it was one of those. couldn't get those two in bed fast enough. their bickering. their whining. their questions upon questions upon questions -- all nearly did me in.
and i lost it. not sure what it is or if i ever really had it. if i did, it definitely not only fell by the wayside last wednesday, but exploded then crashed and burned in a fiery blaze leaving me a pile of ashes.
all over sorry. as in the board game.
i could feel my shoulders slump and my body cave as my middle child asked to pull it out. i was already in, shall we say, not the cheeriest of moods so the thought of playing a board game with my 4-year-old -- who may go down in history as the world's poorest sport -- felt like being asked to eat a shit salad.
but, there we sat. with our men. i got to be red and yellow. he was blue and green. he decided, right off the bat, that his men should start at the "home" spot -- where you're supposed to finish. fine. let's start at home. but just so you know, that sucks. and it's not how the rest of the world plays the game.
i picked a card and moved my men from the home spot down several spaces toward "start."
what? not only am i forced to play a boardgame in a world where rules and common sense don't exist, i am also playing with a human being who believes the only way i'm not cheating is if he is winning.
if i was in any sort of giving, nurturing state of mind, it wouldn't have mattered. the kid is 4. he just learned to wipe his ass a year ago. and he's still not that great at it.
but, things didn't play out like they should. like they should if you're kinda, sorta the one who's supposed to be the bigger person?
still, instead of doing what was going on in my head (something like me flipping the boardgame and letting pieces fly while yelling at the top of my lungs, "cheating?!? how do you feel about cheating now? want a piece of me?!? now go practice wiping your ass!"), i decided to excuse myself and let him play the game on his own.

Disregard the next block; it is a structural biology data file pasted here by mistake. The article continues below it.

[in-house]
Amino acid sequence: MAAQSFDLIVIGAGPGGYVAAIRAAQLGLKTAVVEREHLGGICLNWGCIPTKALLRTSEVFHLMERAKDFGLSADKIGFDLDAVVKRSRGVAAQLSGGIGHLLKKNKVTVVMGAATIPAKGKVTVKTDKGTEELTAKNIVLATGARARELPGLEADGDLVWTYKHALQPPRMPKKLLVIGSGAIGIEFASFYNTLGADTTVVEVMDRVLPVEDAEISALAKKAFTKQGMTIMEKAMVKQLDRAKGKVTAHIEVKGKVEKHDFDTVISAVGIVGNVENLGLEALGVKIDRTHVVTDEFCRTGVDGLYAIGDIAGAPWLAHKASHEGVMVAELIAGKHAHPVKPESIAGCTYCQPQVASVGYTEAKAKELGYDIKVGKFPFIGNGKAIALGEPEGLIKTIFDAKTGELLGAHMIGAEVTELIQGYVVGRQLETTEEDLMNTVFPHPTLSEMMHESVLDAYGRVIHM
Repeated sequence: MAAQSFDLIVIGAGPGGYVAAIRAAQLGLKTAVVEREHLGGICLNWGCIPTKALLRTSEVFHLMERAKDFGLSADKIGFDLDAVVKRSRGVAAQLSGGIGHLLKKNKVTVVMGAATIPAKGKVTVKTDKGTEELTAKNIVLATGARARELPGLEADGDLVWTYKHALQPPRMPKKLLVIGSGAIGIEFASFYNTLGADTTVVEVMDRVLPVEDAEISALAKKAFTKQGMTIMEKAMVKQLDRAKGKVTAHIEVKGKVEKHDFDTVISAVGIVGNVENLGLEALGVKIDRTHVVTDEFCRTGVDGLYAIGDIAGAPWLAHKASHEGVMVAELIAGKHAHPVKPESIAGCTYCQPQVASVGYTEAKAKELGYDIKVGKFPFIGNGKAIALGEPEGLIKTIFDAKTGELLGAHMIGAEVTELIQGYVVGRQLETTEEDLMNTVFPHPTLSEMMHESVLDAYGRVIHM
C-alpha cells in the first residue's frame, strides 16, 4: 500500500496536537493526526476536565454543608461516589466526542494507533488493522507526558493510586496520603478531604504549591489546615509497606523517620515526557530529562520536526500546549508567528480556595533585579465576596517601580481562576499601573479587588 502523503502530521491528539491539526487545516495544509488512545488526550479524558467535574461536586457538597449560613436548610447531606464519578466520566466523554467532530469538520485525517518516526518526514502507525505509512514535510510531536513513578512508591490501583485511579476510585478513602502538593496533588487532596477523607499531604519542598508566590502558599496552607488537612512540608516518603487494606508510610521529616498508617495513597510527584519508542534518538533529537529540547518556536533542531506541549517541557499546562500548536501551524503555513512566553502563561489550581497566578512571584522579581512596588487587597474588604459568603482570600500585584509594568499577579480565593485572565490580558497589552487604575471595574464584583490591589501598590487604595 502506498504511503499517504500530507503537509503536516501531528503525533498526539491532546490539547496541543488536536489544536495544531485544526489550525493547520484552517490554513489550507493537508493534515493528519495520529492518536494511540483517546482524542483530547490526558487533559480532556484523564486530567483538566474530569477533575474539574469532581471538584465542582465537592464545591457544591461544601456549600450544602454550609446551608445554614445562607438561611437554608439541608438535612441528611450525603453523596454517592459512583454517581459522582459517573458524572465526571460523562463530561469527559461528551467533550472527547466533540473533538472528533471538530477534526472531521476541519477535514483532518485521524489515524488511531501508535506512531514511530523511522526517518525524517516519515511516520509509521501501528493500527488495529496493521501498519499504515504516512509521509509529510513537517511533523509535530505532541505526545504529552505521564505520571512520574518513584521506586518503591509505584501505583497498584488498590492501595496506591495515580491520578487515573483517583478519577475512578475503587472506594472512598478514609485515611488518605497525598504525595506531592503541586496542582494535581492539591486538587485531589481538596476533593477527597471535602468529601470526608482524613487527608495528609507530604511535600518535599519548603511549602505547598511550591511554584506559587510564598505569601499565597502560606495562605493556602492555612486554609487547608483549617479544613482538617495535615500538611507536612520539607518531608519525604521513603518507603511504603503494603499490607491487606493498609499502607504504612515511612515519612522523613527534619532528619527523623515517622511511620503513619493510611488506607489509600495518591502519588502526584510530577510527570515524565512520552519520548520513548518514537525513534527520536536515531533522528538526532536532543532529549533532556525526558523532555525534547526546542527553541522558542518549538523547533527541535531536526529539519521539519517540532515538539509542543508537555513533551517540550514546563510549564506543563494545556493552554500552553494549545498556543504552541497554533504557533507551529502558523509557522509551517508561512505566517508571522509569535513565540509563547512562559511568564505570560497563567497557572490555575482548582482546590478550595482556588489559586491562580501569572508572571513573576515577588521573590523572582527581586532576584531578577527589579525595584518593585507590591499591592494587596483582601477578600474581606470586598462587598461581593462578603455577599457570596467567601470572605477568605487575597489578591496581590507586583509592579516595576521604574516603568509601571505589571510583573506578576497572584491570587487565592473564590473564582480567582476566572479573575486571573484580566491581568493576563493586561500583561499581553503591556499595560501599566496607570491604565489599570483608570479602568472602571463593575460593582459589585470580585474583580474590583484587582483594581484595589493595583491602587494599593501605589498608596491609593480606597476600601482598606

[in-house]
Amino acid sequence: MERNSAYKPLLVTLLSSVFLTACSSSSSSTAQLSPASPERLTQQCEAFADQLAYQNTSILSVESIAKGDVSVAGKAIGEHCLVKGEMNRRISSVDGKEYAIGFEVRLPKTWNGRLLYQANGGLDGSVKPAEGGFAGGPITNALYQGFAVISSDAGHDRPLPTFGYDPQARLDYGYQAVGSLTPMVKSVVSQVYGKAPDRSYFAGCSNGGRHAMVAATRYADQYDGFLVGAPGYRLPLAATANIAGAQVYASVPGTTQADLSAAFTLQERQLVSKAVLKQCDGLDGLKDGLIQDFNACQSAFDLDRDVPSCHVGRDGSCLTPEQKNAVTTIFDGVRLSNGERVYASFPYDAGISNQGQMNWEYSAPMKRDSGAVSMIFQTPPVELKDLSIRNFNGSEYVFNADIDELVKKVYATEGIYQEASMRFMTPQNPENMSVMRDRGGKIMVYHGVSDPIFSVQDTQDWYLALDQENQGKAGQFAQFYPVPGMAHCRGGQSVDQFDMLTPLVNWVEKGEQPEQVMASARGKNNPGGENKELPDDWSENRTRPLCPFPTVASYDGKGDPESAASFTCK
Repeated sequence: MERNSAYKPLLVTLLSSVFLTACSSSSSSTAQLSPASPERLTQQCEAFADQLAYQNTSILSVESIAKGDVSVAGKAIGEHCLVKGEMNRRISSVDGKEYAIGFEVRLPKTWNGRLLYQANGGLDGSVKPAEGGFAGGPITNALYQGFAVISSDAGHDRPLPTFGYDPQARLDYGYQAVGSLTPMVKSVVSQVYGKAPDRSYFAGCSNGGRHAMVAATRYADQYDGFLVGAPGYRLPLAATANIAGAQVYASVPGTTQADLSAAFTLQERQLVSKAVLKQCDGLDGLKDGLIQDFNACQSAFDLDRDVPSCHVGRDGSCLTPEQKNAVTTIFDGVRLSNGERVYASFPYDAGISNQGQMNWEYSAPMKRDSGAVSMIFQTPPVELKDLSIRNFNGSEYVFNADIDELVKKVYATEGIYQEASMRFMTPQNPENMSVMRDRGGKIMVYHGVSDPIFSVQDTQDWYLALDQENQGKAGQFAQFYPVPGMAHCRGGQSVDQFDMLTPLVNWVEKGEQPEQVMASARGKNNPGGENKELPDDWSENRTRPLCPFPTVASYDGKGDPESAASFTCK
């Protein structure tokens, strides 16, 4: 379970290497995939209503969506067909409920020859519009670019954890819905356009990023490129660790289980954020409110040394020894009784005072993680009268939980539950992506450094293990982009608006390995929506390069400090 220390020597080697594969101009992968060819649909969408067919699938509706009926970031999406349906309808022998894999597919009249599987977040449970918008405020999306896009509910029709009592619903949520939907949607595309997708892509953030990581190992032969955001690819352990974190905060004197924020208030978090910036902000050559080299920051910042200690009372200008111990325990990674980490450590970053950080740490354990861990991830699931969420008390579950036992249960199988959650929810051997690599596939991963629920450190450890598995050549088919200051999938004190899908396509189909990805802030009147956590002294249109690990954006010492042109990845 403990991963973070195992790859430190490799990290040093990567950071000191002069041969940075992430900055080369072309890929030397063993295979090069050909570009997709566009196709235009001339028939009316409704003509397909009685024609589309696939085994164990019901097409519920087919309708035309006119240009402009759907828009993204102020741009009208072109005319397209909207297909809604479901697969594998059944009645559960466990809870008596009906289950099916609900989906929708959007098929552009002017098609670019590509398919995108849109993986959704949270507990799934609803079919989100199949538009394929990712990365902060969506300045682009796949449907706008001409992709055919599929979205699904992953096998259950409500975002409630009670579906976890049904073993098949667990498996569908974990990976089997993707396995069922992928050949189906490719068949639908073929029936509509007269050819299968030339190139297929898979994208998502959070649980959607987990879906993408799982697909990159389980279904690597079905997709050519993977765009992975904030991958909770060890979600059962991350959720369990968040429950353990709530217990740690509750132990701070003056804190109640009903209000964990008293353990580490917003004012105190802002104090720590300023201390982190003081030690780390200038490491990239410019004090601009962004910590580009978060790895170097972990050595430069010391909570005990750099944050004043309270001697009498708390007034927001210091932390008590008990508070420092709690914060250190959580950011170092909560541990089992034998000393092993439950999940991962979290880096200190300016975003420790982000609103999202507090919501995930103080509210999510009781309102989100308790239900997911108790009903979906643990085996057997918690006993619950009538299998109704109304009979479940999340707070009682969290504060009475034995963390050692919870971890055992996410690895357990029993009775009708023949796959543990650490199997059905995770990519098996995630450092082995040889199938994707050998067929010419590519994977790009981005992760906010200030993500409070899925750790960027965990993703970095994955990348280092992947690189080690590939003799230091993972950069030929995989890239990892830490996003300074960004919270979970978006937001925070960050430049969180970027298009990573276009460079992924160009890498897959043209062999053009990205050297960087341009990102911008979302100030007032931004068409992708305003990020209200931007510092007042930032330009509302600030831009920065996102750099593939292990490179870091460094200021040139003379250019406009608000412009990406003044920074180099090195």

it really was the kindest most loving gesture i could have made in that very moment because if i had to start at "home" again and then listen to how i was cheating just by picking a card that fortuitously moved me forward in the game, i was doing to implode. as in explode inward.
plus, i had to make dinner. so, baby in toyroom; oldest kid (who had earlier been banished for insubordination, excessive whining, excessive tattling and excessive excessiveness) in her room writing why she was mad so we could discuss it later in a calm, rational way (yeah, right); and middle kid playing army men with the little plastic pieces from sorry boardgame in dining room, blissfully unaware that he had nearly witnessed his mother exploding from the outside in.
oh, and p.s., husband was not going to be home until 8 p.m. score!!
i started to make tacos. all i wanted was to get through our tacos so we could go get ice cream. it was in part an effort to bring some levity to a day that we were all slogging through. but truth be told, i was the one who really needed that scoop of vanilla ice cream with extra chunks of butterfinger. it was really the only thing that got me through the morning. and then the afternoon. and then the late afternoon. and then the early evening and then the evening. promise of ice cream.
glorious ice cream.
i was finishing up the tacos when i asked jack to please clean up his game because we were getting ready for dinner. i was sweaty from cleaning up off the floor the 100 water bottles i had bought from the grocery story earlier in the day, the contents of our tupperware drawer that had been splayed across the kitchen floor, and the innards of a full bag of pretzels that now littered the foyer area where the culprit -- my 1-year-old -- sat cheshire-like amidst his "creations."